Shopping Therapy

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A recent study from TNS Global, a global marketing research company, along with Ebates, just completed a study that focused on shopping habits and how people use shopping as a way to feel better about oneself and about life. The conclusion? There is no small amount of people that use shopping therapeutically, as a way to improve their mood. Have a bad day at work? Shop. Get into an argument with your girlfriend/boyfriend? Shop. Feeling down about life or get some bad news about something? Shop. Need to stuff negative emotions? Shop.

In the study a whopping 64% of women admitted that they use shopping as a way to reduce stress; to feel better about themselves or life, and elevate mood (shopping is fun). What’s surprising is that 39% of men admitted the same thing! In other words, roughly 4 out of 10 guys admitted in the interview that they go out to spend money as a way to feel better! What caught  my attention is that generally women use retail to function as sort of this Cartesian mantra… “I shop, therefore I am.” However, with men it’s different. The study shows that men don’t use retail, they choose food as a way to elevate mood! In their case, “I eat, therefore I am”  is literally true when you think about how many overweight men there are…

It reminded me of James KA Smith’s book Desiring the Kingdom. Smith’s thesis is that while we can teach Christian “worldview” to people, the underlying narratives of culture are far too pervasive and strong for any cognitive belief to overturn them. In other words, you can learn propositions about God, about life, and self and yet those often seem powerless against the deep “pull” of messages that you receive from the culture. There is something about habits of culture that inform us who we are, what’s really important in life, and what the actual good life is. In particular, Smith points out that retail shopping has its own “worship liturgy” as there are automatic habits of the heart that seek to answer these questions. That’s why it’s so powerful… people have spent their whole life “training” themselves to respond by using shopping or food not only to dull pain but to elevate mood.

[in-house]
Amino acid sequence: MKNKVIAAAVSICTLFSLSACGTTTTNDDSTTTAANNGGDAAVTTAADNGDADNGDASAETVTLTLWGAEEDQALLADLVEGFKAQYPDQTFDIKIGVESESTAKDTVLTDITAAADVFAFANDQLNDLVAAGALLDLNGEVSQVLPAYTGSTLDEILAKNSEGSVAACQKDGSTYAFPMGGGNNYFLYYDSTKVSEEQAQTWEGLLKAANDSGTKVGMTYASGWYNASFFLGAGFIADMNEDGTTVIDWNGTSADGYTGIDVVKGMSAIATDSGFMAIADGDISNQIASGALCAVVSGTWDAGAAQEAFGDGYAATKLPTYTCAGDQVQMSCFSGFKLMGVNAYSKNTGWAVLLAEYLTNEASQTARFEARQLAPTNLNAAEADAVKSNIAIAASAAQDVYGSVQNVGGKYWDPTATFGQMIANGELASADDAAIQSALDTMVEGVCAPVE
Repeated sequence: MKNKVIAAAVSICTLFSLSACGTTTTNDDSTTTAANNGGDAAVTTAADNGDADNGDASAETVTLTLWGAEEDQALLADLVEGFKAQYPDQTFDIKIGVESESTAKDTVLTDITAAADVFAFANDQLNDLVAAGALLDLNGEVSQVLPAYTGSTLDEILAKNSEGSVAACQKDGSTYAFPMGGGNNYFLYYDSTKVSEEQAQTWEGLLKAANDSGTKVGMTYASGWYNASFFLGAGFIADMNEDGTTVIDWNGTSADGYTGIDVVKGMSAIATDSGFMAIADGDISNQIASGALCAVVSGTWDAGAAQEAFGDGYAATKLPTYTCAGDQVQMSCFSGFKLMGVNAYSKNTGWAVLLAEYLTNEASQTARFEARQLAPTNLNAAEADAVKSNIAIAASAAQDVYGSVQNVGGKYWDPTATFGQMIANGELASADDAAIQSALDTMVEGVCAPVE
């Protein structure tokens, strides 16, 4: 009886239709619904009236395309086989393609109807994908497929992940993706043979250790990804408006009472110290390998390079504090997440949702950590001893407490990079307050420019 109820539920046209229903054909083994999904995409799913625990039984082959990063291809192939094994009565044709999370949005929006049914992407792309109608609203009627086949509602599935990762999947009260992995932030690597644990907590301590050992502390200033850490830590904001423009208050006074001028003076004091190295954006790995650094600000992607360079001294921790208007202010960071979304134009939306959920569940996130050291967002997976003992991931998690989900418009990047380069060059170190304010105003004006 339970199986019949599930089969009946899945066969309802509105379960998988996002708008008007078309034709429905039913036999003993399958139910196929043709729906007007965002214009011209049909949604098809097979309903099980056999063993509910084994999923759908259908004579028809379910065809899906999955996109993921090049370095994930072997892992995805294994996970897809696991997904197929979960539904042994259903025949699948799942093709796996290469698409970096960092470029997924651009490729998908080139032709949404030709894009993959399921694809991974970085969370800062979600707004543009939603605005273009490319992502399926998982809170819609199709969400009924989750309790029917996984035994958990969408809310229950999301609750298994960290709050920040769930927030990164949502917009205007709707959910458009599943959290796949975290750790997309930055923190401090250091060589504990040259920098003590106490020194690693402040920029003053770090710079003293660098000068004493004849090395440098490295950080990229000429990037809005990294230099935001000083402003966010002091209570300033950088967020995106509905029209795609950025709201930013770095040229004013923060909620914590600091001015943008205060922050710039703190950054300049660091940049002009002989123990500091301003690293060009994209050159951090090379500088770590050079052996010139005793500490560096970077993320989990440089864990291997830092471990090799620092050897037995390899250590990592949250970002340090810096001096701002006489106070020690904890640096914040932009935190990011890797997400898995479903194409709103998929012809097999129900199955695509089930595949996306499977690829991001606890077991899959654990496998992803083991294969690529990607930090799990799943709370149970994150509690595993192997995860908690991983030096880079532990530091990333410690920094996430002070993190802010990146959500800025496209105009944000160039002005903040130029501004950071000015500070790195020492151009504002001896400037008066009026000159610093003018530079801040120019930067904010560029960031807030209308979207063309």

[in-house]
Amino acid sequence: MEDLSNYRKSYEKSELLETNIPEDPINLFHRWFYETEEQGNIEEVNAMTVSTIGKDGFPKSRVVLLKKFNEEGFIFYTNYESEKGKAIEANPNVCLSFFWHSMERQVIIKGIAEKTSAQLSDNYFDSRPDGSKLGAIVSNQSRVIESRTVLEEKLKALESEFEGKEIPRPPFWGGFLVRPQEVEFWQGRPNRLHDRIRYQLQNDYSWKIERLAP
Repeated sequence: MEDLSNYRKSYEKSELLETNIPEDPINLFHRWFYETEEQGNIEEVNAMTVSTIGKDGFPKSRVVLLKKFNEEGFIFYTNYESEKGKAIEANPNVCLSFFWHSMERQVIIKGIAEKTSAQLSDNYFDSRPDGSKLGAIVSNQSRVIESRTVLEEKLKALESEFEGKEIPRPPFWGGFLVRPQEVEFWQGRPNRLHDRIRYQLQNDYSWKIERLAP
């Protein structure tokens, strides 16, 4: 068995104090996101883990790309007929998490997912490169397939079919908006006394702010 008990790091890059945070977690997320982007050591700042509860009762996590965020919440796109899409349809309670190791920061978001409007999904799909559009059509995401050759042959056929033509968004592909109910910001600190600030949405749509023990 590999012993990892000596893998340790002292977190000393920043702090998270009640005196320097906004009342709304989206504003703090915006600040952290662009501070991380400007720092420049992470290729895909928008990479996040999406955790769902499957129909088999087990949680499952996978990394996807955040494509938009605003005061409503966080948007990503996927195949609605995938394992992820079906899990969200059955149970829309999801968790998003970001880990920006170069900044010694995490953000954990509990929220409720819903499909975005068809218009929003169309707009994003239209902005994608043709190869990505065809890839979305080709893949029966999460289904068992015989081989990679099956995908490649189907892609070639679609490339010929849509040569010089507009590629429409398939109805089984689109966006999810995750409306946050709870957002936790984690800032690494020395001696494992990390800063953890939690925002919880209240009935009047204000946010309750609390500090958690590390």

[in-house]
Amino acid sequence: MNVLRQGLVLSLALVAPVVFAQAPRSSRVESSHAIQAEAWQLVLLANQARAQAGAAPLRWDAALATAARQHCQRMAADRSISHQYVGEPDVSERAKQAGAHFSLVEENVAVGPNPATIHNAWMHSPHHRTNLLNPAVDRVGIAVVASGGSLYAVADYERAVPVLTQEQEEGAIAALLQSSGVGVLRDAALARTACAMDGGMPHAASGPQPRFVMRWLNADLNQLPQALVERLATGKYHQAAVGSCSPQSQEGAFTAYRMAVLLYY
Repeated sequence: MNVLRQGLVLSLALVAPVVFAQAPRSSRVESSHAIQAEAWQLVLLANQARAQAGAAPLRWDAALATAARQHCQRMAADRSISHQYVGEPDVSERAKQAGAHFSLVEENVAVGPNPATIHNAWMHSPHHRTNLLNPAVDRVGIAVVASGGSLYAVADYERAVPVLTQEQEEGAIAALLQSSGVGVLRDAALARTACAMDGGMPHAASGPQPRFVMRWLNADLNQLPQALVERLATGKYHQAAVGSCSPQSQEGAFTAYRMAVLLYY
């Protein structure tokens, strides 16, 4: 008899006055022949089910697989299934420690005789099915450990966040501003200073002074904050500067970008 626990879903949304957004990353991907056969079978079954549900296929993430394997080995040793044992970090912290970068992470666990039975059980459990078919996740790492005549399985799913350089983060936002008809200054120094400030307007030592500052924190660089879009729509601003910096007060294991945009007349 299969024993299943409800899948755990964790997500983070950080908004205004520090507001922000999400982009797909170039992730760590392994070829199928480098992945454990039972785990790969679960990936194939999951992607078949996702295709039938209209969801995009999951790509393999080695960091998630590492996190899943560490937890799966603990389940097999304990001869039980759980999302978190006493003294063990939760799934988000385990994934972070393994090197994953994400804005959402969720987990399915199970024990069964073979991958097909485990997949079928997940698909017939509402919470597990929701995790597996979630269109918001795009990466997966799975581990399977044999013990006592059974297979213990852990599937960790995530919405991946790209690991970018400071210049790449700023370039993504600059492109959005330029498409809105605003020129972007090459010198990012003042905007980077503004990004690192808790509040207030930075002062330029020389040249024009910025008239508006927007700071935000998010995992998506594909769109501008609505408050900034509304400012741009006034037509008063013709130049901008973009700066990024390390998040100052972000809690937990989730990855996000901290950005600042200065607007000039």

A friend once said that there is an infinite hole in your heart that can only be filled by an infinite person. That explained to me why trying to fill it with anything that is less than eternal is doomed to fail. It might fill up the emptiness and give my life temporal “meaning”. But that can’t be sustained. That is why it is the natural tendency of the heart to use things and people to fill us by sucking the life and love out of them and then discard them for something else. Only an eternal perfect person can fill an eternal void…

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